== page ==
Filicluster: The Dramatization of Politics
How Reality TV Influences Politics
In a nation whose popular culture is dominated by reality television, it is no surprise that our politics function in the manner that they do. With that in mind, it is crucial that we Americans, as the people embodied by this culture, do in fact have control over the direction of our dynamic social philosophy. Last week the highest rated (non-sporting event) television show in the primetime block was ‘Dancing with the Stars’, boasting over 16 million viewers (data via Nielsen). Adjusting the sample to include only cable network shows (again excluding sporting events) shows us that ‘Duck Dynasty’ led the pack with an astounding 9.4 million viewers. This past week also included the penultimate episode of the critically acclaimed (and highly viewed) ‘Breaking Bad’ series, yet ‘Duck Dynasty’ maintained viewership nearly 150% that of the hit series. The reality of reality television is that our nation demands it, and rewards networks for fulfilling that desire.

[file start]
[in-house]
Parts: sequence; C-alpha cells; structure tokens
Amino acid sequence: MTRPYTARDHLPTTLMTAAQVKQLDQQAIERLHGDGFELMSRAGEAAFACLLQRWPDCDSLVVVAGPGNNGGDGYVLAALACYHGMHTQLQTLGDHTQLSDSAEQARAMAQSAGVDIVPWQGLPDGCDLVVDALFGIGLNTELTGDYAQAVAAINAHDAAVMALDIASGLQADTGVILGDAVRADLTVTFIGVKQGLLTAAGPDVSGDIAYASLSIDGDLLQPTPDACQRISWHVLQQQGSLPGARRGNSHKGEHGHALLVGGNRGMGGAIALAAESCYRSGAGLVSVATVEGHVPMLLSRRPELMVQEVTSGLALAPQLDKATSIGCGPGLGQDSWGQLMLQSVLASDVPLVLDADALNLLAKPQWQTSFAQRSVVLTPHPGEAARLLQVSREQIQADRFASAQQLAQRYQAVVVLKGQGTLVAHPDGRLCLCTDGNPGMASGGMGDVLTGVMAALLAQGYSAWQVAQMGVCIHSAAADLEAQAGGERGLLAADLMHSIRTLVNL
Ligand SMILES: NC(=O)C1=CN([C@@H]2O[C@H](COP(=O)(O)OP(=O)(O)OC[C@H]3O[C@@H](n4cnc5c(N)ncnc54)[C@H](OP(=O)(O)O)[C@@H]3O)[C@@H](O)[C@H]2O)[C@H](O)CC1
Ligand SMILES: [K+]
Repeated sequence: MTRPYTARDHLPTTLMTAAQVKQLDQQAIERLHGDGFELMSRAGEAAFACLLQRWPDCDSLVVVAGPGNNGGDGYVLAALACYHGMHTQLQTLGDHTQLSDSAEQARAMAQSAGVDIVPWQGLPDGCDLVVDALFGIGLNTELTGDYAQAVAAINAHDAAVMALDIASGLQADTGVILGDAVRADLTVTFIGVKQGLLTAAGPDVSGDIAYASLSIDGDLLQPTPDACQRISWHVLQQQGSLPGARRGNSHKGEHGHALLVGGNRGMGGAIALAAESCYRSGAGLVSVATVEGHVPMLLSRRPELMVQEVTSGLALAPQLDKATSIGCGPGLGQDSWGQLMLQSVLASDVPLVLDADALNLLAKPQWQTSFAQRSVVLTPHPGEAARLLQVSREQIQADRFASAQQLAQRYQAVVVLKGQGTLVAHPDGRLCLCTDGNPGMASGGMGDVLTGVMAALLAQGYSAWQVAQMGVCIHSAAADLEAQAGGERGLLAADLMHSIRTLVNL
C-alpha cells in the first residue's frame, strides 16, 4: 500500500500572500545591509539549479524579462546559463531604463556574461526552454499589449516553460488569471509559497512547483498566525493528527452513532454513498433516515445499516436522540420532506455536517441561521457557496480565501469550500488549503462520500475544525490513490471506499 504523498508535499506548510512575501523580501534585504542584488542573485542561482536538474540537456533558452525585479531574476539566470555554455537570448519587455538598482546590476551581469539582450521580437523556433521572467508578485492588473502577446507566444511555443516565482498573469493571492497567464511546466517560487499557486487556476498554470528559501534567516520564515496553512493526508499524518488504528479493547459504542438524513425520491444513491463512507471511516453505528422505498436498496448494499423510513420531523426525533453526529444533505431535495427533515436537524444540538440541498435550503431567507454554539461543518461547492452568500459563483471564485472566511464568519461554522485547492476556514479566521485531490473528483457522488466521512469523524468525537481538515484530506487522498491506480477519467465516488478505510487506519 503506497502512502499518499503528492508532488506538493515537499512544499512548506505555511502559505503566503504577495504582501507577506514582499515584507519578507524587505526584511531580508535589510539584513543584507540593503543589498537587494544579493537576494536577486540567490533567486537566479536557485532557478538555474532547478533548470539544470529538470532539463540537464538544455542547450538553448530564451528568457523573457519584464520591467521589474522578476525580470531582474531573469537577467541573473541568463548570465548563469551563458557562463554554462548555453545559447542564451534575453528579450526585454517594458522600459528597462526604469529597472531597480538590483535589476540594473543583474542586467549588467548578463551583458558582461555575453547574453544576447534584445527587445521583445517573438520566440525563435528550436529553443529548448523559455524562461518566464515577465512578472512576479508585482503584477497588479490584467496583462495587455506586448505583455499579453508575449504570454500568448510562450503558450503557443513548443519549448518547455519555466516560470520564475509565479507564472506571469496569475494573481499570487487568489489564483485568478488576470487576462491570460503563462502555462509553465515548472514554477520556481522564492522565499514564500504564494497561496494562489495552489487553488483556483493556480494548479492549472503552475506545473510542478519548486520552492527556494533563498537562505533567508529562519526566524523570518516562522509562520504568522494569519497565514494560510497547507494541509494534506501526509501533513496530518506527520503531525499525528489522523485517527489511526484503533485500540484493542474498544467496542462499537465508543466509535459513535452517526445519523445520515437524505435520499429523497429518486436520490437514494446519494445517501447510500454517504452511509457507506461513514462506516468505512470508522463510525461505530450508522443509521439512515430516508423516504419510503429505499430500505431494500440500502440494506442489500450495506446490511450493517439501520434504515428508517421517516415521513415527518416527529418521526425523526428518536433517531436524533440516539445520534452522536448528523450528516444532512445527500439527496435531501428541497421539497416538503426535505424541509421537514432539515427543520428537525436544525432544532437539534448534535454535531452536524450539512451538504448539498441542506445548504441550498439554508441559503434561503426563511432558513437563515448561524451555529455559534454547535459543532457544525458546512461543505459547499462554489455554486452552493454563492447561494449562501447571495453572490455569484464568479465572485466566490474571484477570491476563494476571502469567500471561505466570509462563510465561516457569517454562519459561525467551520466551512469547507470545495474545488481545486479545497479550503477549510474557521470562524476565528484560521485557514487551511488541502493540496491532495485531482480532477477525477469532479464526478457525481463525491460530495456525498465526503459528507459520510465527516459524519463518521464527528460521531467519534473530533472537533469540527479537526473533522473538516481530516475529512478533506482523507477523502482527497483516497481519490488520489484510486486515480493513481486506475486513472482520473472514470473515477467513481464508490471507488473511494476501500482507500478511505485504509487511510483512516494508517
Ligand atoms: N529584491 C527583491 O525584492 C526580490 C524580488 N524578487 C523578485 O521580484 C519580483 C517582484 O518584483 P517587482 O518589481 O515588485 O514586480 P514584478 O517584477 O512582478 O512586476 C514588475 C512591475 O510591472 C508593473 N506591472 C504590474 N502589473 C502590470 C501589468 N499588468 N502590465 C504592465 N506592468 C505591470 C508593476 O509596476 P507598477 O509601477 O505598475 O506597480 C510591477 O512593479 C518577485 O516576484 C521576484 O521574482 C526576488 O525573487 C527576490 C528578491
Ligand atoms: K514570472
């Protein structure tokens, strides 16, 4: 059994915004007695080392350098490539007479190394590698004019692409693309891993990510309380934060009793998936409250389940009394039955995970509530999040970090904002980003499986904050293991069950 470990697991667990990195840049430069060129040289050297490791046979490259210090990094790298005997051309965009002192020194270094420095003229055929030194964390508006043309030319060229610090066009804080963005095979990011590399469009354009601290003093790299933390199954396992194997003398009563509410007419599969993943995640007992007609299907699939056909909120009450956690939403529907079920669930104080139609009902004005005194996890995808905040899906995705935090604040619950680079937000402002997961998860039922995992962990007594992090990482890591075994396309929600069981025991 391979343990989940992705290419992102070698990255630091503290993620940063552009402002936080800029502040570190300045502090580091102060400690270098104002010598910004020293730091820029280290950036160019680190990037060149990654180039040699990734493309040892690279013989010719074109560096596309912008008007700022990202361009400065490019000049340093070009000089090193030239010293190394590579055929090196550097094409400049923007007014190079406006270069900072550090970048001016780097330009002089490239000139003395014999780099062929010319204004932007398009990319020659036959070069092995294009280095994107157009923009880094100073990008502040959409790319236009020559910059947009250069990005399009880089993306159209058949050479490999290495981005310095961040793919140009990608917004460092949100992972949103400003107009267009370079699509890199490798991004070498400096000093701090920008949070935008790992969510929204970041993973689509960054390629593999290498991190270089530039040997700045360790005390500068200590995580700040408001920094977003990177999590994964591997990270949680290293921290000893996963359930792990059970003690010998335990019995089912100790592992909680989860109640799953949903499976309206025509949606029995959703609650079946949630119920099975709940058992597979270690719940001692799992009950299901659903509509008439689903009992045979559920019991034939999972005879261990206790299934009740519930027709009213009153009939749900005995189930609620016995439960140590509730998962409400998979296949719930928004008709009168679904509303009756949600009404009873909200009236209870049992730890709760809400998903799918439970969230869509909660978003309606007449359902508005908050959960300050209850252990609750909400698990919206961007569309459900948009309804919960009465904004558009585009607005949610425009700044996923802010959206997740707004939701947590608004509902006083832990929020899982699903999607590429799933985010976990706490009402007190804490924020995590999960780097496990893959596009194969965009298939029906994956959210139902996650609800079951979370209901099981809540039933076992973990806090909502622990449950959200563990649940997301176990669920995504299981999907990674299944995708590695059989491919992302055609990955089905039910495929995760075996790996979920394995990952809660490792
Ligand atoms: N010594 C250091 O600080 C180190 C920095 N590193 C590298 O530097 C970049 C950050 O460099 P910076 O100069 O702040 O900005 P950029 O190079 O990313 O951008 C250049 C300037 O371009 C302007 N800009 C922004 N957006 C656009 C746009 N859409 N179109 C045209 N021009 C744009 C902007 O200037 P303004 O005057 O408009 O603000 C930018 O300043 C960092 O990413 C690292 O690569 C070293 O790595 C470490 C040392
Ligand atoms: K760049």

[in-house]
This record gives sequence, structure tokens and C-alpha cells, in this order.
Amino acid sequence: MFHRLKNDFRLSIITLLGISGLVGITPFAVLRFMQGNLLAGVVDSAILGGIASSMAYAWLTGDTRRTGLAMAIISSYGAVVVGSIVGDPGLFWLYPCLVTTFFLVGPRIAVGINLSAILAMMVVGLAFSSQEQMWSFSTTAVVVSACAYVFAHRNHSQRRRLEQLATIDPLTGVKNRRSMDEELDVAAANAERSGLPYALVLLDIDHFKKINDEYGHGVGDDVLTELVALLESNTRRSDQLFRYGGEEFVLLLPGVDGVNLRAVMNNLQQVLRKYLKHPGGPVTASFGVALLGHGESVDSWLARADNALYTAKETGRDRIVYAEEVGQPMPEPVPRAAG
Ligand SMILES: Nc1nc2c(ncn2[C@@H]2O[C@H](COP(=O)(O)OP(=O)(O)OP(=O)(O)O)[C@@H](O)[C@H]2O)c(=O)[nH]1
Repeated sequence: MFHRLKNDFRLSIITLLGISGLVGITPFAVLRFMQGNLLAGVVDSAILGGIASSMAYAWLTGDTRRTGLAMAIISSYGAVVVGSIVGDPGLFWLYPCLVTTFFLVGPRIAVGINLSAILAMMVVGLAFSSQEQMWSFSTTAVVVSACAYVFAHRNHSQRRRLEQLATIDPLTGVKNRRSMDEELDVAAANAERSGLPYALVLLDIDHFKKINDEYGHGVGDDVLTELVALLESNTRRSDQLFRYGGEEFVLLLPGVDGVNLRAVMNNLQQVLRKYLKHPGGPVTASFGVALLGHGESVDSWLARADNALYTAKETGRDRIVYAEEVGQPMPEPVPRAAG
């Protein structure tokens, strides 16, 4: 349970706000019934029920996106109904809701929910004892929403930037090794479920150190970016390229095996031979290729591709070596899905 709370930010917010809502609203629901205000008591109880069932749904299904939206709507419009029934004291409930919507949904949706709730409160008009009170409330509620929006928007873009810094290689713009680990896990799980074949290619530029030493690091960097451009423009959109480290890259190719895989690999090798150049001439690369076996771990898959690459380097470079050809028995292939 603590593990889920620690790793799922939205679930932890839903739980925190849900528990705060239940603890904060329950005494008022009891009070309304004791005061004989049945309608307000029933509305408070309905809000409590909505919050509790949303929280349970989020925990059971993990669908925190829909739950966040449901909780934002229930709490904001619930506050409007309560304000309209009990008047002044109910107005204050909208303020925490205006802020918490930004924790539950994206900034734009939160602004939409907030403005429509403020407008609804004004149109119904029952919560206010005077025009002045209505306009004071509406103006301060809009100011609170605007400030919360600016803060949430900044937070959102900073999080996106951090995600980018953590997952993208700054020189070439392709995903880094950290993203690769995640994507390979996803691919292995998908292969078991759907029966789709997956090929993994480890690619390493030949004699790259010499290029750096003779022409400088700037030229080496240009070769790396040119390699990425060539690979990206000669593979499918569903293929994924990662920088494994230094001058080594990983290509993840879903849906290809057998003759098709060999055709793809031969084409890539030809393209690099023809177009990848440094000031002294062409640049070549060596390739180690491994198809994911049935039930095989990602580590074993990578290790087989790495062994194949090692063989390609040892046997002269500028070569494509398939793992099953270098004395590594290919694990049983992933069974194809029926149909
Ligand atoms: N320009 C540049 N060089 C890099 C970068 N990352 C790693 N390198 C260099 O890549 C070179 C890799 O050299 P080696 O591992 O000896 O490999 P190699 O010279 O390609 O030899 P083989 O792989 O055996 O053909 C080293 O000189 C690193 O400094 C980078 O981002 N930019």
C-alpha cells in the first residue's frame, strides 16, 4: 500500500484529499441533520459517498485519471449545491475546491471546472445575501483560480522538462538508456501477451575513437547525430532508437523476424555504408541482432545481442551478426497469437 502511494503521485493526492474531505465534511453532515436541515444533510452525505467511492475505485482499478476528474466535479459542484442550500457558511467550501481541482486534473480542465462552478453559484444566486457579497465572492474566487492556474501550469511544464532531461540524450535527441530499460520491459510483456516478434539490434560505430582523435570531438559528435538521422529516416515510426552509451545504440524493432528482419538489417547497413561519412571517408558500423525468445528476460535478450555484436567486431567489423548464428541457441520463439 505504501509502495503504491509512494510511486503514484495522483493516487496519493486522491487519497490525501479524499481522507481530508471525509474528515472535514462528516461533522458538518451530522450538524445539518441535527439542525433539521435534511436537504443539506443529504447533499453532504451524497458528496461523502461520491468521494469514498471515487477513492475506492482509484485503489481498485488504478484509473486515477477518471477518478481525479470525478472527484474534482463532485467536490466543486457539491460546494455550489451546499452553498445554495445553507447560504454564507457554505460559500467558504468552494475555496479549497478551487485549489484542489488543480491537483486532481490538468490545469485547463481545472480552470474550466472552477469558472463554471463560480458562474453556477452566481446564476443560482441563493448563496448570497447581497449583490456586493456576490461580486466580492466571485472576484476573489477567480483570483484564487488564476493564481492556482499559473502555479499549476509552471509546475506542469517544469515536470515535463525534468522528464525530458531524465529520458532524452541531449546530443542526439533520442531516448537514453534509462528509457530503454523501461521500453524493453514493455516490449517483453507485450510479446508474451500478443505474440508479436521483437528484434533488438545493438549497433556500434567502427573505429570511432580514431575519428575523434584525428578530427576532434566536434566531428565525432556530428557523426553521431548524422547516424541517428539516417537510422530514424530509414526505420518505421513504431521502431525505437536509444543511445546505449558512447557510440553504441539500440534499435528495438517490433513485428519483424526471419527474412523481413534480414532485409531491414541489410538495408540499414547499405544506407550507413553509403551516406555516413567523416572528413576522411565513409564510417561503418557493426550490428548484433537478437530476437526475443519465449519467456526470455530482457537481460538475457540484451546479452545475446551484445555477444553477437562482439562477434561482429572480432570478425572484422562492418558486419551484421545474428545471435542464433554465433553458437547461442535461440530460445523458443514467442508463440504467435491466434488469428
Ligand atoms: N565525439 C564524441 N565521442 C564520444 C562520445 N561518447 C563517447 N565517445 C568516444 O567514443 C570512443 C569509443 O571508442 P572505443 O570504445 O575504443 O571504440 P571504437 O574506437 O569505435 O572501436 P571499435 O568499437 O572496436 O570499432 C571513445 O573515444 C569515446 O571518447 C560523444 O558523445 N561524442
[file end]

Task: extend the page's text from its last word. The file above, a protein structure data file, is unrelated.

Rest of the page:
There are a myriad of television shows currently on air like ‘Duck Dynasty’: from the Kardashians’ arsenal of fame exploitation, to MTV’s hits including ‘Teen Mom’. Some reality shows, such as ‘Top Chef’ actually display individuals with particular expertise. Others portray characters with legitimate accomplishments — the ‘Duck Dynasty’ central family for instance have a successful business — but these somewhat legitimate reasons for being on television have very little to do with why we watch reality TV. We watch for the drama and, in many cases, the chance to feel better about ourselves by laughing at the truly sad state of the casts. Viewers hope for problems to arise, and just about every episode of every one of these series appears readily able to provide us with a limitless supply of troubles. As a nation, it seems that we have transitioned to a point where we think real life consists of the same manufactured type of drama that reality TV requires.